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Alcohol Clin Exp Res. 1997 Nov;21(8):1418-28.

Fetal alcohol exposure and temporal vulnerability regional differences in alcohol-induced microencephaly as a function of the timing of binge-like alcohol exposure during rat brain development.

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1
Department of Human Anatomy and Medical Neurobiology, Texas A & M University Health Science Center, College Station 77843-1114, USA.

Abstract

In humans, microcephaly (small head for body size) is a common feature of fetal alcohol syndrome. An analogous measure, termed microencephaly (small brain for body size), can be used for evaluating the detrimental effects of the differential timing of alcohol exposure on brain development in animal model systems. Timed-pregnant rats were exposed to binge-like alcohol during either the first 10 days (first trimester equivalent) or second 10 days of gestation (second trimester equivalent), or the combination of first and second trimesters equivalent for prenatal treatments. Offspring from some of the animals exposed to alcohol during the combined first and second trimesters equivalent were raised artificially from postnatal day (P) 4 through P9 (part of the third trimester equivalent), and also received binge-like alcohol during this period, producing animals that were exposed to alcohol during all three trimesters equivalent. Offspring from untreated dams were also raised artificially and received alcohol only from P4 to P9, thus creating animals that were exposed to alcohol only during part of the third trimester equivalent. All pups were perfused on P10. Appropriate controls (nutritional and normally reared) were used for every alcohol treatment combination. Peak blood alcohol concentrations were not different among the treatment groups for a given sampling time. Significant somatic growth deficits occurred in offspring exposed to alcohol for the equivalent of all three trimesters, compared with offspring exposed to alcohol during other periods. Brain growth in offspring also was significantly affected by the timing of alcohol exposure. The whole brain, forebrain, and cerebellum to body weight ratios of pups exposed to alcohol during the third trimester had more significant brain growth deficits than pups in groups exposed to alcohol during other times of brain development. Although alcohol exposure during the third trimester had a significant detrimental impact on overall brain growth, significant differences in temporal vulnerability were also found for the brainstem to body weight ratios. Offspring of dams exposed to alcohol during the first trimester had the same magnitude of deficit as those exposed to alcohol during the third trimester, and those two groups were significantly deficient compared with the groups exposed to alcohol at other times, suggesting some differential vulnerability of this region to alcohol-induced injury at different times of development. This study is the first thorough examination of microencephaly and gross regional vulnerability of the developing brain as related to temporal factors of alcohol exposure in an animal model system, and the results support and expand on the findings of the available clinical literature. Furthermore, our results substantiate claims that the cessation of alcohol before the third trimester can lessen the severity of some alcohol-related birth deficits.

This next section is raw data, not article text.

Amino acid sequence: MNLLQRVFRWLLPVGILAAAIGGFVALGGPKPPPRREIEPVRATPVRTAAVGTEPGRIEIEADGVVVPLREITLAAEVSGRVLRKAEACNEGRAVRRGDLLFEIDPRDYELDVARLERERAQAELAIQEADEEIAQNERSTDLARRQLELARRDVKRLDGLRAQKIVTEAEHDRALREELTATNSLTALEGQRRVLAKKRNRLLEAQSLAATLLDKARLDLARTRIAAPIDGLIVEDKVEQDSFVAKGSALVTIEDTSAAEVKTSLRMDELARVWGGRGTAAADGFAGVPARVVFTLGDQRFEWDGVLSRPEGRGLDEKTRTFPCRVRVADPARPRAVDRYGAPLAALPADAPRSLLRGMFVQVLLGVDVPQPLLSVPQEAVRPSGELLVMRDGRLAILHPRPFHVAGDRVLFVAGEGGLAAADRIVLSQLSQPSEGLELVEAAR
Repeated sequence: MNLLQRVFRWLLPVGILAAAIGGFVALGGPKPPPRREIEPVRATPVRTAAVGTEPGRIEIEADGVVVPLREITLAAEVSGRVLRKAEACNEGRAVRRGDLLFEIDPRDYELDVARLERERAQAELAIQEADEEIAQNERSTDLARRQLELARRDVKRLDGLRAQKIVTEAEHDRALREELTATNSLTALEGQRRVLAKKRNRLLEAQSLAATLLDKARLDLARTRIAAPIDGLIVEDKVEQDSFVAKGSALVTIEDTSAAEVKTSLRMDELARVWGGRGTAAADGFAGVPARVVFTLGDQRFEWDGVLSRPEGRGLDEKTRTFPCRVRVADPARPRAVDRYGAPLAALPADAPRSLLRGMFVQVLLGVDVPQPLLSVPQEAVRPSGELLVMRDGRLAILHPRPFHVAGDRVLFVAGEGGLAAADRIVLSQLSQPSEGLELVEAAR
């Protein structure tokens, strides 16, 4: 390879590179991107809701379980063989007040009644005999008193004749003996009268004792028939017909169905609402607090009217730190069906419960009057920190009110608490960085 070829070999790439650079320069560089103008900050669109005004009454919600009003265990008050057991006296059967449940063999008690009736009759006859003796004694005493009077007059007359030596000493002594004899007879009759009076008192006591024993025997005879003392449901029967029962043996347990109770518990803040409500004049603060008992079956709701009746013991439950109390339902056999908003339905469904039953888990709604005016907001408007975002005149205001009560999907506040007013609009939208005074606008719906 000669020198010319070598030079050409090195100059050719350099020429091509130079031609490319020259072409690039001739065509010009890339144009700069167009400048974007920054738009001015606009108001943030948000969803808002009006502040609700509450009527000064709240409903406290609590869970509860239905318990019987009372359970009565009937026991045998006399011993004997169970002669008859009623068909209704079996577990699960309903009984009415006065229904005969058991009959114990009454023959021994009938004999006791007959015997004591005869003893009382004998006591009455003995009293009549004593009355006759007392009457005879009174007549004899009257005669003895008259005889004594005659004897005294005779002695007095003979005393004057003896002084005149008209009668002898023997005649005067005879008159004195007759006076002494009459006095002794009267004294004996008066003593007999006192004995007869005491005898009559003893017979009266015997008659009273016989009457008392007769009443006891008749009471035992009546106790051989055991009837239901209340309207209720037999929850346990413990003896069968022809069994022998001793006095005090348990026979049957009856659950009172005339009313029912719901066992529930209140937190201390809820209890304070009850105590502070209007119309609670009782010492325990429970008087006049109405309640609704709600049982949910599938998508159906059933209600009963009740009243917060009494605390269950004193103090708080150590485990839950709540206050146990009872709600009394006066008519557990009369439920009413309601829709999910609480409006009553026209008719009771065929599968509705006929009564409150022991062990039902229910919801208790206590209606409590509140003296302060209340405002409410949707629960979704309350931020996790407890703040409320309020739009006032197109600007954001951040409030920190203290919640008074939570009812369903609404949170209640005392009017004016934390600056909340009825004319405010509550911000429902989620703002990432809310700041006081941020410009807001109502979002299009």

[Indexed for MEDLINE]

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